Refugees need better mental health support amid rising displacement
GENEVA – Refugees demonstrate great resilience in the face of life-altering circumstances but need increased support for mental health services, UNHCR, the UN Refugee Agency, said.
According to new figures out this week, UNHCR provided mental health and psychosocial support services to over 472,000 refugees, asylum-seekers and their families and caregivers in the first half of 2022.
Although strides are being made to improve access to psychosocial support, UNHCR is concerned that the worsening socio-economic outlook and rising food insecurity in many refugee hosting countries could compound existing pressures on refugees.
“The best way to improve the mental health of refugees is to find lasting solutions to the crises they are fleeing,” said Sajjad Malik, Director for the Division of Resilience and Solutions. “We know that the experience of displacement takes a huge toll on emotional and social well-being and it is the right of every refugee to be able to access appropriate care and support.”
Refugees are exposed to stress at every stage of their displacement. Pressures include separation from families, xenophobia, lack of livelihood opportunities, perilous journeys and exposure to conflict and persecution. A recent survey conducted by UNHCR and the World Bank in Uganda found rates of depression among refugees were markedly higher than among people living in host communities.
Today, UNHCR’s Executive Committee adopted a conclusion acknowledging the mental fortitude of forcibly displaced people, urging increased availability of mental health and psychosocial support services to refugees and other displaced and stateless people, including access to national health and social services.
In 2021, 1,683 primary healthcare staff in refugee settings were trained to identify and manage mental health issues across 19 countries.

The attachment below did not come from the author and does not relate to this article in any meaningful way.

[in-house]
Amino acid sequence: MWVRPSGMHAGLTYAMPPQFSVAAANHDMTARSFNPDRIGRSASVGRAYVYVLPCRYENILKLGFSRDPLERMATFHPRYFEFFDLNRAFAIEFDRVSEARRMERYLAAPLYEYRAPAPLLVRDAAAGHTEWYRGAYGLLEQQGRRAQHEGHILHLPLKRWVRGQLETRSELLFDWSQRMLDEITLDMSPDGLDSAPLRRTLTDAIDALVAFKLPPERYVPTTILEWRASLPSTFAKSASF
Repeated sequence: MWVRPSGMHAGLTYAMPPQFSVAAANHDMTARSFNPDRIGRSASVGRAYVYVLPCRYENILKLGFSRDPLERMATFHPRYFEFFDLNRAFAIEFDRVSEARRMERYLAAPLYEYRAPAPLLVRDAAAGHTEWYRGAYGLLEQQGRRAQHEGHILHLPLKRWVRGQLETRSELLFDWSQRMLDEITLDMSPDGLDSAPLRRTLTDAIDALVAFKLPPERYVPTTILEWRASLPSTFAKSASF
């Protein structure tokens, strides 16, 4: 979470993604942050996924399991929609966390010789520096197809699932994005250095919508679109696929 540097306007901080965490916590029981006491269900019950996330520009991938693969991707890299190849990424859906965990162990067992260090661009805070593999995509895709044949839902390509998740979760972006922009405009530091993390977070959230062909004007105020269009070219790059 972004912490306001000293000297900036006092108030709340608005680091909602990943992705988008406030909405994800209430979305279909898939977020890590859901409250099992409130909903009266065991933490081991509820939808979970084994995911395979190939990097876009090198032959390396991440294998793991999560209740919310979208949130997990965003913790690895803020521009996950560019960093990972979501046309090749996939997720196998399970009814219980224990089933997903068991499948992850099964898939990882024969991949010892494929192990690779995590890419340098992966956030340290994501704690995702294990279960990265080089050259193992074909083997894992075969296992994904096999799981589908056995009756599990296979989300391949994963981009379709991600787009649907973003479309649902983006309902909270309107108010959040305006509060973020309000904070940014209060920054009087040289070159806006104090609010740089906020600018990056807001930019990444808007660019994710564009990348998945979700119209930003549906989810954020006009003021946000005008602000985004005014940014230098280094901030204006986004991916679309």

Speaking about the conclusion, which came days after marking World Mental Health Day on Monday, Malik said he was encouraged by the commitment of states to prioritize mental health and psychosocial support in the international response to displacement.
Part of ensuring that refugees are well cared for, is to make sure that humanitarian staff are also in good mental health, he added. “The priority is to improve mental health support for refugees, but we must also ensure that humanitarians are in the best possible condition to serve the people who need us most,” Malik said.
The Executive Committee conclusion also highlights the need to include mental health and psychosocial support when planning for refugee responses and encourages states to integrate refugees and displaced people into national services and existing care systems. Its adoption represents a significant acknowledgement by states in different regions and circumstances of the importance of mental health and psychosocial support for displaced and stateless people worldwide.
The UNHCR Executive Committee is a subsidiary body of the UN General Assembly, comprising 107 member states, that advises the High Commissioner on international protection and approves the programme budget.
For more information on this topic, please contact: